NCR has developed smart thin-client cash machines to replace ageing Windows XP-based ATMs and claims the new machines will be 40% cheaper to run.
The installed base of cash machines runs embedded Windows XP in a thick-client configuration, connected to banking private networks.

According to Robert Johnston, director enterprise software at NCR, the average running cost for these traditional ATMs is $20,000 each.
He said NCR’s thin-client ATM can be run 40% more cheaply, giving an annual running cost of $12,000 per ATM.
Alongside the operational savings, Johnston said banks could also offer improved services to customers. “Retail banks are under a lot of pressure due to the cost of doing business and regulatory burdens,” he said.
At the same time, consumers expect better-quality service and more mobile and internet services from their banks. By using a thin client, banks would be able to introduce new services onto the ATM more easily, said Johnston.
The ATM uses NCR’s thin-client software, called Kalpana, which runs on Android.

Andy Monaghan, director of engineering at NCR, said: “Our thin client takes full advantage of web technologies. We use Enterprise Java and are taking full advantage of Rest-based APIs and HTML 5.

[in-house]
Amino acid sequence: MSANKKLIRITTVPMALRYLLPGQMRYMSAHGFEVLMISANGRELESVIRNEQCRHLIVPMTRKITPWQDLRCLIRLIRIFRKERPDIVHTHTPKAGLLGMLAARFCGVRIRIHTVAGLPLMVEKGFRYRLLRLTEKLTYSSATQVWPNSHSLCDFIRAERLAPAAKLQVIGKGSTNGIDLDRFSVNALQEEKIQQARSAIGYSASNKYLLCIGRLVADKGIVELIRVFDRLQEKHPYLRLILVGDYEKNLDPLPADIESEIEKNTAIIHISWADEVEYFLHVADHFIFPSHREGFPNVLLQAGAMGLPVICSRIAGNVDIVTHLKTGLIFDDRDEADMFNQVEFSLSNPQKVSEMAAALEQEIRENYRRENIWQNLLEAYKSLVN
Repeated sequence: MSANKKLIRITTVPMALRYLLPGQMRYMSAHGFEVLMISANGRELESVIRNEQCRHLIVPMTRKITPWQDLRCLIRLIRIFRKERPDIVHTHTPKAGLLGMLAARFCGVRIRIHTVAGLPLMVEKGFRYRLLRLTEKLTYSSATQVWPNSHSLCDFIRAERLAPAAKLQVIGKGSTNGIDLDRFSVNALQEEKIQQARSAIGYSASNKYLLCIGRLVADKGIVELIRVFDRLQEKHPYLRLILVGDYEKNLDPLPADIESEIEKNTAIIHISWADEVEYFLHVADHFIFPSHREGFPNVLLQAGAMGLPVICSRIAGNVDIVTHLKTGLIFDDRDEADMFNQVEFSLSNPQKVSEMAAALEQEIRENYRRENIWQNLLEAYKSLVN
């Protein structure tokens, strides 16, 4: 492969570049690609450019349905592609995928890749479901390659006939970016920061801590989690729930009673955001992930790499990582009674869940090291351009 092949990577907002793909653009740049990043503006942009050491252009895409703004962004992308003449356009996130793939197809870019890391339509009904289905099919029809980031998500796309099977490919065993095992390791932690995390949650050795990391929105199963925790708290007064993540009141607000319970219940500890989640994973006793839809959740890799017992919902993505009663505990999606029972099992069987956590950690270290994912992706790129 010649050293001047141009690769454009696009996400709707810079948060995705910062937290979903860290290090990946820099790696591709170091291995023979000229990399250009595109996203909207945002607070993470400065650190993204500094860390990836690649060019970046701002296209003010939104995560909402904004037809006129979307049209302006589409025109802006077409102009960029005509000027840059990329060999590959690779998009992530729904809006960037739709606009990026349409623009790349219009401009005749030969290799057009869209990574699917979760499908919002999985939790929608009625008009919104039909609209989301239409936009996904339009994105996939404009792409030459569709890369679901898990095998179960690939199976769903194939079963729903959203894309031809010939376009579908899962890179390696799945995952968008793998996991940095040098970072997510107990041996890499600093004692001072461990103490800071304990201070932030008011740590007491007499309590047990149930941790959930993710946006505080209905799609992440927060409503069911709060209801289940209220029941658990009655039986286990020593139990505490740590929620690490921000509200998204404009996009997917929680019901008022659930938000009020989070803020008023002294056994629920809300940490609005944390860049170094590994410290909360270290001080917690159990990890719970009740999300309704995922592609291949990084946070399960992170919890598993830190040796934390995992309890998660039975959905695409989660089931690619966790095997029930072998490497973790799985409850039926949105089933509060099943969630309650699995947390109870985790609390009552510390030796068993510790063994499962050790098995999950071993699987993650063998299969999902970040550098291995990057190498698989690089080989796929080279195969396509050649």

“On a traditional thick-client ATM, it is expensive to modify the software. But on a thin-client ATM, all software changes are managed centrally.”
Technically, NCR has deployed some software on the thin-client ATM to manage the state of the operating system and record the progress of a transaction. Monaghan said: “Using thin-client technology means banks can quickly deploy new services and personalise transactions to the consumer.”
Some services can be driven to consumer devices, such as customers’ smartphones, blending the bank’s mobile application with the ATM experience. “Banks could have an omni-channel experience,” said Monaghan.
From a security perspective, the mobile phone would not talk directly to the ATM, he said. Instead, it could communicate over the internet to the bank’s mobile back end, which then talks to the ATM over a secure private network. 
According to Monaghan, this would allow the bank to deliver a consistent set of services that could interact with each other.
Over the coming years, NCR expects banks to refresh 10-20% of their cash machines each year, so a full roll-out of thin-client, smart ATMs could take at least five years.
ATM operator Cardtronics plans to pilot the Kalpana software and thin-client Android ATM at locations in the Dallas-Fort Worth area in the US, beginning later this spring.

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